At Christmas and New Year we send cards and messages wishing each other happiness, merriment, prosperity, contentment, joy, fulfilment. Probably one of the most common wishes we bestow upon each other is that of peacefulness – peace for Christmas and for the year to come. So common is it to write blessings of peace in the cards we send that it can appear, through over-use, to be a meaningless platitude. Considered from the point of view of achieving peace on earth – solving the problems of global flash points like Jerusalem, Aleppo, and Pyongyang – then maybe it is understandable to see it as beyond our reach. You could argue it has become as empty as the vain wish of Miss World in her crowning speech. However, if each of us tries to carve out a simple peace for ourselves in 2018, wouldn’t that go a long way to fostering greater peace within a family, a tenement block, a street, a neighbourhood, a town, a city? And so it might ripple out like the proverbial pebble thrown into the water, a Mexican wave of peacefulness. Or am I beginning to sound like the vacuous Miss World I earlier described?
I do believe, though, that we cannot project ourselves into a peaceful future by living in our own agitated present. We can aspire to worldwide harmony, but we cannot get there by neglecting our personal peacefulness in this moment. The Irish poet, Patrick Kavanagh, provides a simple, distilled treatise on individual peace, which begins with the self, and is achieved in the now.
‘Peace’ by Patrick Kavanagh
“Upon a headland by a whinny hedge
A hare sits looking down a leaf-lapped furrow
There’s an old plough upside-down on a weedy ridge
And someone is shouldering home a saddle-harrow.
Out of that childhood country what fools climb
To fight with tyrants Love and Life and Time?”
To me, Kavanagh is saying that peace is right here, all around us in the simple beauty of the countryside or, paradoxically, in the mêlée of the city street, if we opt to recognise and appreciate it. But Kavanagh calls out the three things that ultimately disrupt our personal peace and wellbeing: love and life and time. They are tyrants only insofar as we (and surely this is part of the human condition) rail against accepting the inevitability of all three. Love: that we will find it and lose it. Life: that it will be given to us and taken from us. Time: that we cannot control it and that it seems to speed inexorably to one point. Underneath these three fundamental truths, over which we have no authority, there is always peace to be had in the moment.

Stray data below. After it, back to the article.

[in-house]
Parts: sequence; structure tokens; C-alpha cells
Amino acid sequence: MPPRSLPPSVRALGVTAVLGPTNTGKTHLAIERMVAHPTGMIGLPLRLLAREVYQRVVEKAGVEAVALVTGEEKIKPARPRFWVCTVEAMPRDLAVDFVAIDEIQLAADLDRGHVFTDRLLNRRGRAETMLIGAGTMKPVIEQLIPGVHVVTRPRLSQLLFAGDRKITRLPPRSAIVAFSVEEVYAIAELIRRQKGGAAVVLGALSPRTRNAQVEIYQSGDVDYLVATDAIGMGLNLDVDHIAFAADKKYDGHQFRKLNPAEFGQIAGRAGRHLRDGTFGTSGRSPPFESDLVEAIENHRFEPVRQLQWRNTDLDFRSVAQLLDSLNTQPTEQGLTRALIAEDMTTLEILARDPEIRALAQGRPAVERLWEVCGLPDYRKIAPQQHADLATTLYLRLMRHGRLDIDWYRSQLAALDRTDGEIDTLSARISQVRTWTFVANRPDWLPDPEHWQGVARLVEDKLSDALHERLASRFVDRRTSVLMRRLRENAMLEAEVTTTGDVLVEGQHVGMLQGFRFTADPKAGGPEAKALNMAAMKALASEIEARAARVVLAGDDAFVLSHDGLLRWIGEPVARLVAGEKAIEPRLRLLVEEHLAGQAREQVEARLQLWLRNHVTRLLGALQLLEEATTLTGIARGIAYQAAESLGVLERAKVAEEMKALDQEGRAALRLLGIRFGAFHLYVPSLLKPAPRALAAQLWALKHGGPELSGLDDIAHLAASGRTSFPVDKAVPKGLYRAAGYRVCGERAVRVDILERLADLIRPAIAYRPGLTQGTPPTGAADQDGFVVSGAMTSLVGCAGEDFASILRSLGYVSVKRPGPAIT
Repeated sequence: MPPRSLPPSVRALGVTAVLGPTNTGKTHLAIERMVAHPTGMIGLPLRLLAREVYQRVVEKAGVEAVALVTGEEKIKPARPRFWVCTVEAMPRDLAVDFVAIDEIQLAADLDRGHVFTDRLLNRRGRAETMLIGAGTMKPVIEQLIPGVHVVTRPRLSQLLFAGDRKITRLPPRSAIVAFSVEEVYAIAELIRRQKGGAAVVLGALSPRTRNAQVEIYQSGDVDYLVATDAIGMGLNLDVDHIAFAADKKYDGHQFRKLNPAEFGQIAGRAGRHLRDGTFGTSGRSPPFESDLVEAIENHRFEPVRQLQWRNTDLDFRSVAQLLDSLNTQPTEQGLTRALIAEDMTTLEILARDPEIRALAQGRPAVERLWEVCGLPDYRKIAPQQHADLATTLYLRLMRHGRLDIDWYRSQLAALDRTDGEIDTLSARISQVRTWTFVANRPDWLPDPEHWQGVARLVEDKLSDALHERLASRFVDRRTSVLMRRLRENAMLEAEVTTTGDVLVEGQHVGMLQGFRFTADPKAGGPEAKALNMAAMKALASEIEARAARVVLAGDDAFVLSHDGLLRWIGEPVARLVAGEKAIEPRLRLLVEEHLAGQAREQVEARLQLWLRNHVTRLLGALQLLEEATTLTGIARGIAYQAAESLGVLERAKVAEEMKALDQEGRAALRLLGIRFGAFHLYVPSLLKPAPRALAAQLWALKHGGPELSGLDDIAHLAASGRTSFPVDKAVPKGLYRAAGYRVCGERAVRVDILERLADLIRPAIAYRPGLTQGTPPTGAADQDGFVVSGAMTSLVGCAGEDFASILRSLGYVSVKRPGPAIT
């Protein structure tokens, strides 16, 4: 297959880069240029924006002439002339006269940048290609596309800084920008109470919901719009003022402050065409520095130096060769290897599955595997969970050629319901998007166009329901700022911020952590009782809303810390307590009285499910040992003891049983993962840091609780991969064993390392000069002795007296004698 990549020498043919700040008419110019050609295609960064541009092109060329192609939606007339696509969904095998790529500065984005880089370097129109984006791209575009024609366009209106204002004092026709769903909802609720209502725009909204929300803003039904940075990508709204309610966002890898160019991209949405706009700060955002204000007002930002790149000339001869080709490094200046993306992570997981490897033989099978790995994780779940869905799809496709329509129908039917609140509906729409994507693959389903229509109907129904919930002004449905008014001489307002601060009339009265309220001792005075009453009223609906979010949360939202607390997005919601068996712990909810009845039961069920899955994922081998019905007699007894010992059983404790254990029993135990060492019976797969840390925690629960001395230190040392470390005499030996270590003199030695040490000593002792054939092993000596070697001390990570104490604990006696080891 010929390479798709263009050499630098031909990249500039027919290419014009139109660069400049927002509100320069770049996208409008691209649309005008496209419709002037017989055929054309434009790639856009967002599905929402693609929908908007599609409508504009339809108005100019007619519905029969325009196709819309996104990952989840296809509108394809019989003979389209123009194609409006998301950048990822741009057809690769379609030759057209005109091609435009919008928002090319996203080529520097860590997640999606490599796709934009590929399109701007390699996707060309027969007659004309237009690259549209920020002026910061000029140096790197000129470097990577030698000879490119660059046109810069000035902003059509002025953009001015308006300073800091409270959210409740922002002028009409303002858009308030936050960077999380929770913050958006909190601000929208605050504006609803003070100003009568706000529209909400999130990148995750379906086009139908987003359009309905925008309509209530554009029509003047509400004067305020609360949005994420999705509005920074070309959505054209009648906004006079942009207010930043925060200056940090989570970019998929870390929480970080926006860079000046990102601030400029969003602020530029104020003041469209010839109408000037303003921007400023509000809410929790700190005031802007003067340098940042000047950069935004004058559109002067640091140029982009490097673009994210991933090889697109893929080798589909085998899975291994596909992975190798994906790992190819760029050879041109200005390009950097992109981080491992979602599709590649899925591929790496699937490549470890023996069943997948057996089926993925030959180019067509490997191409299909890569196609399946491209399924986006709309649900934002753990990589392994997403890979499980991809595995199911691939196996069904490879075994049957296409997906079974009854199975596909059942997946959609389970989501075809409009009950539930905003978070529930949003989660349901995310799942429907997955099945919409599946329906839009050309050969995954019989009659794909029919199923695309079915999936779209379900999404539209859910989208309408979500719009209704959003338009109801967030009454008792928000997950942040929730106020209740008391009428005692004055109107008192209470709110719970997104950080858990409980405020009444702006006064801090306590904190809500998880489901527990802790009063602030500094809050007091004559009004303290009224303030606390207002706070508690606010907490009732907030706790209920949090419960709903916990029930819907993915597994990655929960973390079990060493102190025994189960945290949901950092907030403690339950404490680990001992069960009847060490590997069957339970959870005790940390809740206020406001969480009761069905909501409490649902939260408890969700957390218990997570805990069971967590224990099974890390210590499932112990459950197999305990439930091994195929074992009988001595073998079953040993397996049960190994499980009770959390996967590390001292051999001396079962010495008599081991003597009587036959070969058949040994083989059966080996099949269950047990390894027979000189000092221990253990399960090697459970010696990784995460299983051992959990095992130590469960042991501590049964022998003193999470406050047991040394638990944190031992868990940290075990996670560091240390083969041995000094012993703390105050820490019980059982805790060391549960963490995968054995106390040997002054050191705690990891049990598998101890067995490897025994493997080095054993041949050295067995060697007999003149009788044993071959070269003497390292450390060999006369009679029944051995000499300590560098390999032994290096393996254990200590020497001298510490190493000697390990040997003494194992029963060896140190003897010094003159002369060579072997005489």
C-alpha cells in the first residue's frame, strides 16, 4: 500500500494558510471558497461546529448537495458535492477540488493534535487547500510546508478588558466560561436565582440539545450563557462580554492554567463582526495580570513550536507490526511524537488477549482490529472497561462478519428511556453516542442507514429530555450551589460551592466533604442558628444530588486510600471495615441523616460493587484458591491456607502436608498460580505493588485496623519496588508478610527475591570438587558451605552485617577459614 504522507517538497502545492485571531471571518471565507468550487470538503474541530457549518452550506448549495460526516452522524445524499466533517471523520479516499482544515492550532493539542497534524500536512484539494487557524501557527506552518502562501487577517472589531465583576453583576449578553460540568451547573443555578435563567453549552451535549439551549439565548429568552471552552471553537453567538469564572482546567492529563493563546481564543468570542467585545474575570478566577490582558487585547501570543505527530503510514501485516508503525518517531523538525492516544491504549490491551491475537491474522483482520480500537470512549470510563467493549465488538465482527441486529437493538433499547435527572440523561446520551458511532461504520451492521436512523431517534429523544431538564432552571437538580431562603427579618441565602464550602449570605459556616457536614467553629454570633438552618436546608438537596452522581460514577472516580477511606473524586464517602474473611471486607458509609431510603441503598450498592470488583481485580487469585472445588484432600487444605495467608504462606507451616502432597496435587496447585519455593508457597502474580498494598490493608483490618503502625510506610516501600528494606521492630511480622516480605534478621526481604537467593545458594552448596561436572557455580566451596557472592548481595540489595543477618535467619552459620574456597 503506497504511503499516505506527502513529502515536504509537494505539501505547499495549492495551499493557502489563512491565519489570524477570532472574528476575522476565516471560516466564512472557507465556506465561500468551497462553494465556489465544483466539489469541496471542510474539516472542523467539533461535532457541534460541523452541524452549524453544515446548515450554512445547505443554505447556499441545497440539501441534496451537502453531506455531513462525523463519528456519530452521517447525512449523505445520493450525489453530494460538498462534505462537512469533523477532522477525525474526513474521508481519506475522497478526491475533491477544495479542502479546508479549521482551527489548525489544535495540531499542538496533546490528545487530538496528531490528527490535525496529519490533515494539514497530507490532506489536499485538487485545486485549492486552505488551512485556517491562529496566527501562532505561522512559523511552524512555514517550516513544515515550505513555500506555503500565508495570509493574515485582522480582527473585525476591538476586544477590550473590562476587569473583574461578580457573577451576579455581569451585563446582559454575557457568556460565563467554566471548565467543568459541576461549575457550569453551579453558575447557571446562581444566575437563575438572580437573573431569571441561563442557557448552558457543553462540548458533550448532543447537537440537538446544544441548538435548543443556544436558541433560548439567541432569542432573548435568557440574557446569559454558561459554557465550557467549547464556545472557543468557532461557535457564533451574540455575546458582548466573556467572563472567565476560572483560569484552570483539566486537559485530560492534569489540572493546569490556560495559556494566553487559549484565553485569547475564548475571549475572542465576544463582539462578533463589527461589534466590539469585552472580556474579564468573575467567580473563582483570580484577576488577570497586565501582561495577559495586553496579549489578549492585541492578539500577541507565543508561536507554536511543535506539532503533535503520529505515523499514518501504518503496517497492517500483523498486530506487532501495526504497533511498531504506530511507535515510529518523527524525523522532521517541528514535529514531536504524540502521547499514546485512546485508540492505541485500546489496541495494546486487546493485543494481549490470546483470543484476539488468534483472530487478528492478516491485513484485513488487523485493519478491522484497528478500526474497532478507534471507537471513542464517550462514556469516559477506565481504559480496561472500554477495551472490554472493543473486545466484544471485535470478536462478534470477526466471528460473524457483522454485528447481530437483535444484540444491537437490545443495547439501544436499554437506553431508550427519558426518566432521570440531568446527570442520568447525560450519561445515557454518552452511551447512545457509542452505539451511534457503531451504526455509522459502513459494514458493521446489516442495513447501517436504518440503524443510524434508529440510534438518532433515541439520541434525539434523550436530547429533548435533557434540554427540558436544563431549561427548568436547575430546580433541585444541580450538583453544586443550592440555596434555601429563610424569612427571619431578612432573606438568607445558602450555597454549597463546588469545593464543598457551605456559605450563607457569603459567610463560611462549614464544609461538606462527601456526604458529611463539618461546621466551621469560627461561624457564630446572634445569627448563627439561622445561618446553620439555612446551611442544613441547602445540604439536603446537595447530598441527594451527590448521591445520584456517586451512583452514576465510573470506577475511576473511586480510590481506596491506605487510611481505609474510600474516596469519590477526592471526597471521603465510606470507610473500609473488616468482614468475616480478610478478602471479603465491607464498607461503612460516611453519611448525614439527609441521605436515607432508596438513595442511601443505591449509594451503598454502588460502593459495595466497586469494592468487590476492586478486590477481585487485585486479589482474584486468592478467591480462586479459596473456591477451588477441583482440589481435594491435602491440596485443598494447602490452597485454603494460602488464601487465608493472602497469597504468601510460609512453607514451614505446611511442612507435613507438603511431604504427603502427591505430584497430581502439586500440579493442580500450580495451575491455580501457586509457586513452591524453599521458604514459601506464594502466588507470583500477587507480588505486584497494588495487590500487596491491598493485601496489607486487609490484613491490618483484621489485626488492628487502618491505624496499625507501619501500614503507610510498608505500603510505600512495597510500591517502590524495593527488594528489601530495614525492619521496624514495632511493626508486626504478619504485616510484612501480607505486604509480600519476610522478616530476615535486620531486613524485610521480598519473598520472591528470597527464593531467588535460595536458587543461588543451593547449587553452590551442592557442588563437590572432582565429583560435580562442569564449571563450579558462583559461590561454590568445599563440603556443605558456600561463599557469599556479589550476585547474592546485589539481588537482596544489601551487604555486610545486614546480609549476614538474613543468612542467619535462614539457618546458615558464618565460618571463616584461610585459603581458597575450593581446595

Over sixty years ago Anne Morrow Lindbergh wrote a book called ‘Gift from the Sea’, which I think it is a relevant as ever. She writes of the need for stillness, which, if it is true stillness, is synonymous with peacefulness. When you ask a child to sit peacefully, you mean for them to be quiet and still. So must we carve out some stillness for ourselves in the rush and festivities of the days to come. Lindbergh says: “We must be as still as the axis of a wheel in the midst of our activities; we must be the pioneer in achieving this stillness, not only for our own salvation, but for the salvation of family life, of society, perhaps even of civilization.”
I’m signing off for a few days. In the meantime, I sincerely wish you all a peaceful Christmas and New Year.